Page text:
Fear of change is understandable, but it's even worse than the "screw you Jack, I've got mine." It's, "I've got mine, and I want to fix it so that I don't have to share, and you don't even have a chance of getting some for yourself." It doesn't matter if the subject at hand is a ring road, a transitway, an LRT extension, power lines, pipelines, food banks, homeless shelters, or it could be almost anything. Some of the objections are valid, and some are completely a waste of time, and I feel for the people on the receiving end.

I hope the police can identify the people that disrupted last night's meeting, and they are charged. City staff shouldn't have to put up with that kind of abuse.


  1. I live on the South end of the proposed SW transit way route, which is the first proposal I have heard of that would help cut my commute. I'm not one of the NIMBY-ers but my hubby and I did have some concerns and took the time to learn more.

    Right now it takes me 90 minutes to get to work downtown. Some days I take the bus (actually 2 busses or a bus + Ctrain - but I never take the Ctrain because its jammed packed before I can get on it and about 4 of them have to go by before I can get on) to work and run home. It takes me 90-100 minutes to run it. Some days I bike to work and back. It takes me about 50 minutes to get to work and a bit less on the way home. Some days, I drive for 30 minutes (120 minutes in a snowstorm) and park a 10 minute walk away from work in the free all day parking because I can't afford to park in the parkade at work or any of the Impark lots nearby. I drive an old scratched up Civic not a Mercedes.

    I didn't go to this meeting where things got a bit crazy but hubby and I did go to the last one at Fish Creek YMCA to learn more. The SW transit way folks were also at our Coop recently with a display, some pamphlets, a link to a website and availability to ask them some questions. I appreciate that they were there and I'm sorry to hear the opposers were so unruly that future information sessions were cancelled. Ignorance and stupidity is no excuse for bad behaviour and just contribute to more of the same.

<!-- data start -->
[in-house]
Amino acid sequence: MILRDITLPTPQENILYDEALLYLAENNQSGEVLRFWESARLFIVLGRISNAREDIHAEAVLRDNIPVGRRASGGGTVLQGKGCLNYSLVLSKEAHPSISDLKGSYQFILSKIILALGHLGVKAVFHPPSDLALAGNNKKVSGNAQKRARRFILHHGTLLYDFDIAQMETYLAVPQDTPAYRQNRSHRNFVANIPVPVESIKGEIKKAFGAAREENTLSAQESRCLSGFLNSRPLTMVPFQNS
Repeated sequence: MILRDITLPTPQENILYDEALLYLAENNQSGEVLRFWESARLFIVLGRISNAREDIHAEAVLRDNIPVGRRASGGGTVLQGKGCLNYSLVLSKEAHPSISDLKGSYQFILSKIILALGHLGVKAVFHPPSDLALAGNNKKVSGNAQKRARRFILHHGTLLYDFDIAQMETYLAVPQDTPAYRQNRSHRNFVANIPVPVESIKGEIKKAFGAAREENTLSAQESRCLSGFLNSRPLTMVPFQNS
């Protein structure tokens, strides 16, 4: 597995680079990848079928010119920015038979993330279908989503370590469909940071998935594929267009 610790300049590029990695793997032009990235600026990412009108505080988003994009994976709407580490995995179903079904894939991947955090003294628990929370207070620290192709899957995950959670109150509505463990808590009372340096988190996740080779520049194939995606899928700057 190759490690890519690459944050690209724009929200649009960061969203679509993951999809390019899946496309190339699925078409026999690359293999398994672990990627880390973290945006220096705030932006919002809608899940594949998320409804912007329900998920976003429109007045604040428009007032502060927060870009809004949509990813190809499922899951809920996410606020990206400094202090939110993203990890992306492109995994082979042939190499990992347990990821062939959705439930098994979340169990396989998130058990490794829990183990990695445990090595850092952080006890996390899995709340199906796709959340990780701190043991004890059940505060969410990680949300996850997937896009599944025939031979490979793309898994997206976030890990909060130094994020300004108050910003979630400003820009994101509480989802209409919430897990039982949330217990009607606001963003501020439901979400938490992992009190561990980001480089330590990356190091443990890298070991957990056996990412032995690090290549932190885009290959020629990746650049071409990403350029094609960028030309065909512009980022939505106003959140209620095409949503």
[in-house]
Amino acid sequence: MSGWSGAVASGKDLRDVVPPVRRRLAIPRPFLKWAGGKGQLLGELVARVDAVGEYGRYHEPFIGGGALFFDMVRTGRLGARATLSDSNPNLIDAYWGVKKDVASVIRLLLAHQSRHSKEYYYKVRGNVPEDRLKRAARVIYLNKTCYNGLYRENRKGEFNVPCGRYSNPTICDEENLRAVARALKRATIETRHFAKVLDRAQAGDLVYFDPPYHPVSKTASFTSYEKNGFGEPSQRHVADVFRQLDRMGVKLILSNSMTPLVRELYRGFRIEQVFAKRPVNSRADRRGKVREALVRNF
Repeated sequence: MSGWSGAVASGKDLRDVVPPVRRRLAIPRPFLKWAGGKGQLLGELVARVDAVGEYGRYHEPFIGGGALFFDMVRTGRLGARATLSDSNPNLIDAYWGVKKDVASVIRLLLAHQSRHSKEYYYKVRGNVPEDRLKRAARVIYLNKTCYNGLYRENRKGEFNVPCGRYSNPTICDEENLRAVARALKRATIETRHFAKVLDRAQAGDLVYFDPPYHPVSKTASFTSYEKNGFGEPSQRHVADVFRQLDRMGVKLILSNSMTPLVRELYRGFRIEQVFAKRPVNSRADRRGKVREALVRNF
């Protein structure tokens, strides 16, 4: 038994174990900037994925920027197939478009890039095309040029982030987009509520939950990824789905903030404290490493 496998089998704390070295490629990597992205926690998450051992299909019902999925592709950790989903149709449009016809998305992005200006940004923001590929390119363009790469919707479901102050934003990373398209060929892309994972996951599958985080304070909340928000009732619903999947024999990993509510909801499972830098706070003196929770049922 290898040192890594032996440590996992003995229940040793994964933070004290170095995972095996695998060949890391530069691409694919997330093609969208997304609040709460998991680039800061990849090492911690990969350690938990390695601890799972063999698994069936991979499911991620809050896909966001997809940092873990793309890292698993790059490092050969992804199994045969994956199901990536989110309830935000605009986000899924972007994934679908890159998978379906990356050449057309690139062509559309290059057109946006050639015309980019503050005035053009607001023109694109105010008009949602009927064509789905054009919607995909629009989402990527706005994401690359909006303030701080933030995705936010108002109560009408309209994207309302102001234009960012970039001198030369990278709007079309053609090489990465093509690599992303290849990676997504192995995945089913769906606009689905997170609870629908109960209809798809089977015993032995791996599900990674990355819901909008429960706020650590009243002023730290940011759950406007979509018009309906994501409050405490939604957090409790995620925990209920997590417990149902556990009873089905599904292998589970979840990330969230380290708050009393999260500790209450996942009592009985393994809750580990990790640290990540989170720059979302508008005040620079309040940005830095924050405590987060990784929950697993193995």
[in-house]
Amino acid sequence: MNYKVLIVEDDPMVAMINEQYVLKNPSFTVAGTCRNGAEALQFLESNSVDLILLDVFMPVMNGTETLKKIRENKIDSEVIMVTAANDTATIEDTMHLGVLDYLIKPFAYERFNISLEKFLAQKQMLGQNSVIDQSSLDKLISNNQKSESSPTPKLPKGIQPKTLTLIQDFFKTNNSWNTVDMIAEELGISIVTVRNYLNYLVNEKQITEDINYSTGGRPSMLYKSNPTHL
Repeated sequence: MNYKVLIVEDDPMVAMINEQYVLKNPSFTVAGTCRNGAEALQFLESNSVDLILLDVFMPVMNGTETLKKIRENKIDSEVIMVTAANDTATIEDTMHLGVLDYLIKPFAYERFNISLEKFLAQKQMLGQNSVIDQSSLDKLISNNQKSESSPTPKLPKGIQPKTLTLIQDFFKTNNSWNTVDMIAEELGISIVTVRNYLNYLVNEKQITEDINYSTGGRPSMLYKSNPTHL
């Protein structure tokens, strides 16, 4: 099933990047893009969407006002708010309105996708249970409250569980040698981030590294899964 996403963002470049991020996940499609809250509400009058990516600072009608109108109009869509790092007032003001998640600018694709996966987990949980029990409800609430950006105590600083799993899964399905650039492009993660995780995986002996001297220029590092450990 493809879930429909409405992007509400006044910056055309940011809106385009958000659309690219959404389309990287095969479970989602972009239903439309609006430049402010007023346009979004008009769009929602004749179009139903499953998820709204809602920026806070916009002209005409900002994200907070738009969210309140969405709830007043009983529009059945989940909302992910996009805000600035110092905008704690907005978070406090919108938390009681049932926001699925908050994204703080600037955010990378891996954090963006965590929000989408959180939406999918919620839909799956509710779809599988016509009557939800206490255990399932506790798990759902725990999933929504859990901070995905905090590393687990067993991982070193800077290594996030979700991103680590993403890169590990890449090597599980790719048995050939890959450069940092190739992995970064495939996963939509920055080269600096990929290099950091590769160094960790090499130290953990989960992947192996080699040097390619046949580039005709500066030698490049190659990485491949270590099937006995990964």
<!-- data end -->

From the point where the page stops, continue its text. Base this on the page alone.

I learned that it would take about 45 minutes to get to work on ONE bus with the SW transit way (a significant improvement). I asked what if people drive to my community and park on the streets nearby. I was told that if parking became a problem, residents could request resident-only parking zoning and signage. I worried about the bus going on the west side of Glenmore, crossing over traffic before Crowchild (which is already up congested there) and learned that traffic lights would guide the busses over, but that local residents were still concerned and the city was working with them to discuss other better options.

    I appreciate that the city is doing more to help with the flow of traffic and get more cars off the roads. Something must be done and the sooner the better. Please let this not take as long as the SWCRR to get approved. We have lived in gridlock south of the Glenmore Reservoir for as long as we have lived in the area (most of my life).

  2. An excellent and thoughtful piece. Thanks, Keith.

  3. Hi Keith,

    This is outstanding. You have eloquently articulated a phenomenon that is paralyzing progressive communities: the fear of change. The question now is how do we help people recognize the benefits of opening their minds to doing things differently? You would think it would be enough to engage the community with facts and figures. Unfortunately, that doesn't work if people are only interested in themselves. Perhaps those who are fighting Calgary's southwest transitway with irrational and inexplicable passion should reflect on the words of Edgar A. Guest recorded by Glen Campbell:

    Let me be a little meeker
    With the brother that is weaker
    Let me think more of my neighbour
    And a little less of me


Looking forward to reading your comment!